The main streets are lined with many goats and cows wandering around, eating grass and constantly blocking traffic when crossing the streets. Me with my hand out to all of those within arms reach just hoping for a possible snuggle moment. I did get one moment with a baby cow who seemed to thoroughly enjoy ear scratches as I baby talked to him.
Our evenings were spent pretty relaxed at the house drinking wine and playing cards while we snuggled Matti, the hosts kitten who all of us fell madly in love with. We would only go out for one meal a day, usually lunch and then the rest of the afternoon at the beach. It was too hot to eat more than one meal, especially in the evenings. The food we came across during our time here was so incredibly good. With a lot of Middle Eastern, Asian and Indian influences the mix of food choices was fantastic. Zanzibar was the main hub of the spice trade and still a lot of the island is covered in spice farms that you can tour. Its amazing to get a coconut lobster curry for only 13$ and have to pick the fresh cardamom seeds off your spoon. I fell in love with the curries with a side of chapati, an unleavened Indian flatbread, to use to as a scoop. We tried some small places that grill right out front all types of kebabs, coconut and sesame breads, types of potato and chickpea fritters and Zanzibar pizza. We enjoyed a fresh seafood dinner on the beach on our last night at a place called Baraka. With a long 6 foot table covered in all different types of seafood caught that day, you pick what you want and they cut a slab, grill it up and serve it to you. Some of the best calamari I ever had was in my 10 days in Zanzi.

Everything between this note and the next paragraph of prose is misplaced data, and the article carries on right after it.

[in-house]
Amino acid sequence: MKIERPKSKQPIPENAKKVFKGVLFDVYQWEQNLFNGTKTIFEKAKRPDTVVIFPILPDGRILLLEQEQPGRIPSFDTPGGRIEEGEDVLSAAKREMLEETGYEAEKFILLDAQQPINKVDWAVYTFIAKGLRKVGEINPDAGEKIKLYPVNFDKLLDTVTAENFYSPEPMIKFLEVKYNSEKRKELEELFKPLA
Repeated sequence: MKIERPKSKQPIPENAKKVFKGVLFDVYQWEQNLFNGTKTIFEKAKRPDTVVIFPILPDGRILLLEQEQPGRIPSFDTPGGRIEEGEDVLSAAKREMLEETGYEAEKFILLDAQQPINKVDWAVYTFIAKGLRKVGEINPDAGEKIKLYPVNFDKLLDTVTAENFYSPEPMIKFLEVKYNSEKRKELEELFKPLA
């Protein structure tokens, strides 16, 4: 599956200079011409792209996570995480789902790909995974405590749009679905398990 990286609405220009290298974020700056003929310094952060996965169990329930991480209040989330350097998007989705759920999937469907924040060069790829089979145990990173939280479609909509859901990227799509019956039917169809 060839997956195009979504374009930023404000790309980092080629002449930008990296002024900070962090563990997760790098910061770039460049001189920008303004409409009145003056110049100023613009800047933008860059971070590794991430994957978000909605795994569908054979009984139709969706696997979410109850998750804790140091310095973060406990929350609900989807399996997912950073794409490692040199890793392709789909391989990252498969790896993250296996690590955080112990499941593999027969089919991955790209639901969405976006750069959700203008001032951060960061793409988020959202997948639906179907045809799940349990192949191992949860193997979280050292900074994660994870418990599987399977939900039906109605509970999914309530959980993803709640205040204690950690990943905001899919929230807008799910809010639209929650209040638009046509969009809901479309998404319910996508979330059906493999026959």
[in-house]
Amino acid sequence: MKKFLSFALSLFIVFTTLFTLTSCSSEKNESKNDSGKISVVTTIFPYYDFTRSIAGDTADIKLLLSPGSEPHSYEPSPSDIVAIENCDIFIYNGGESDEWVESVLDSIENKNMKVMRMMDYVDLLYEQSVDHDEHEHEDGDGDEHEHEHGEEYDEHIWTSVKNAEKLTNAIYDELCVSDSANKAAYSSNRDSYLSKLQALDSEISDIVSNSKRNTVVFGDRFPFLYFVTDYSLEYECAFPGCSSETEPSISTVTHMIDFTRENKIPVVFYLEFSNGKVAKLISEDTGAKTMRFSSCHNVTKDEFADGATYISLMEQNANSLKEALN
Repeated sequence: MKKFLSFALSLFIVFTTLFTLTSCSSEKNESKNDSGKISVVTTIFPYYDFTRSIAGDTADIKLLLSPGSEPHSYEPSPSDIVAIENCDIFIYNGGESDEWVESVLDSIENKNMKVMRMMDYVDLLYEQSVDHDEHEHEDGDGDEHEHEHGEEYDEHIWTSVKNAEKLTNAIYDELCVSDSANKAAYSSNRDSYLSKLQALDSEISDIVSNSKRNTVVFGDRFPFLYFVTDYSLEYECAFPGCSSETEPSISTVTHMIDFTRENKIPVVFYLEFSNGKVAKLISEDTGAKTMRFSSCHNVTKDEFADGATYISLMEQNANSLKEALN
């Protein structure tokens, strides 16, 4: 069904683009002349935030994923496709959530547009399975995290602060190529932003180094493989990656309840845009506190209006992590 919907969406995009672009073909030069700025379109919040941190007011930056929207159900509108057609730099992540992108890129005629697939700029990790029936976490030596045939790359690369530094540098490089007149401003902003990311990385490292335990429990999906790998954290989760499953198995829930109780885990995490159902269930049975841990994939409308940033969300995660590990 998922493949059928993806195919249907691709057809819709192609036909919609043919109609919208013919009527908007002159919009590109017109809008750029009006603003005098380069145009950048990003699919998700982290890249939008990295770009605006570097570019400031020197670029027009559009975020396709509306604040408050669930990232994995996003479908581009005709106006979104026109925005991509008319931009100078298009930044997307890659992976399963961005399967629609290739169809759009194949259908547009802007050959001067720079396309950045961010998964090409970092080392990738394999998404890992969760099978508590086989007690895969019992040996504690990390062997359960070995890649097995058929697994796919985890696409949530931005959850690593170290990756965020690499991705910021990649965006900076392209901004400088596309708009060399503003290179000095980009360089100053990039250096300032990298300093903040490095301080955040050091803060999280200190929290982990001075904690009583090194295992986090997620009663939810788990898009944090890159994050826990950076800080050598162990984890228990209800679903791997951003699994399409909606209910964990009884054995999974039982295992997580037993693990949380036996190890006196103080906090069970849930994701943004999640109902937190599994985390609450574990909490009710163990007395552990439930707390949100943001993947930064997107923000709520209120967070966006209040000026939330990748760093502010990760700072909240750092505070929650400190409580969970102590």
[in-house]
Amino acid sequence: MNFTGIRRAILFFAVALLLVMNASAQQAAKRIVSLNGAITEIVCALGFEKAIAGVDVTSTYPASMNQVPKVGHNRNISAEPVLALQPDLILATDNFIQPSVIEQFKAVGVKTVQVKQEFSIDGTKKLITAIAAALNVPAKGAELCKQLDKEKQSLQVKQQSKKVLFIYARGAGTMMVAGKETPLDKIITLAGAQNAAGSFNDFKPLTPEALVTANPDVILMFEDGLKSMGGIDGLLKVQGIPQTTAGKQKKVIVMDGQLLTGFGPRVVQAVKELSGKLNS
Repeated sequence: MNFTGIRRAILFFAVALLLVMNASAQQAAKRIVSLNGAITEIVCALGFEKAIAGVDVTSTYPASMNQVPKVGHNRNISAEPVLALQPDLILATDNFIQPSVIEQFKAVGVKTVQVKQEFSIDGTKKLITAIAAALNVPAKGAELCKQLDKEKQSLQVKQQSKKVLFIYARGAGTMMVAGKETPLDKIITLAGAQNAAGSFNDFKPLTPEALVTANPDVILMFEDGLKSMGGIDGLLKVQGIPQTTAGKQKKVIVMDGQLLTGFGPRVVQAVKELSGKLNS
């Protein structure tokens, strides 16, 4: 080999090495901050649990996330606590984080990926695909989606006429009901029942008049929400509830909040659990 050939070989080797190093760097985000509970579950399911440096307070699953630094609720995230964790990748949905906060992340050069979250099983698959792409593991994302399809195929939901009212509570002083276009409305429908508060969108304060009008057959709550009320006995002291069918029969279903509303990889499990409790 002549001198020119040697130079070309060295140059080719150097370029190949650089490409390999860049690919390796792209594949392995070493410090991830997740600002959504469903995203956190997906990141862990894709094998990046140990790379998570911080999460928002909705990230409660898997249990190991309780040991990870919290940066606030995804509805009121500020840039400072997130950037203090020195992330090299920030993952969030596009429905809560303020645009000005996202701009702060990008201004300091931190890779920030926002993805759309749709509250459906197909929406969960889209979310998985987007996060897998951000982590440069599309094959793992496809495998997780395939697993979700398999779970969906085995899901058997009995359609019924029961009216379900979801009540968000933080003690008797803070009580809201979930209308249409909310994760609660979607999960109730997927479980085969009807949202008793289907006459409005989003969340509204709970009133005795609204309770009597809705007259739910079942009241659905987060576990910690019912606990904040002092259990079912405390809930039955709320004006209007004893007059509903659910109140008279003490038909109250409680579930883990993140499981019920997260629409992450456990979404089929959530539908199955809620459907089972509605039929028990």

Although I am incredibly saddened to be leaving Africa, I know in my heart this wont be the last time I visit here. I have been humbled, honoured and blessed to be able to experience so much and yet not enough all at the same time. My mind is racing for everything else I want to see here, what countries we will visit next, which direction to travel and anticipating the amount of time it will take until I get back here. I have learned so much and am eager to learn so much more.
We are onto our next stop — South East Asia! Vietnam to start, if we can only get there! Im writing this from the lobby of a 5 star resort in Zanzibar. No, I didn’t win any money to pay to stay at a place like this unfortunately. We were supposed to leave for Hanoi last night at 5pm but are having to wait 24 hours due to airplane problems. But hey, that’s part of the experience. I will patiently wait in an airconditioned lobby and enjoy my first hot shower in 17 days.
Love you all ❤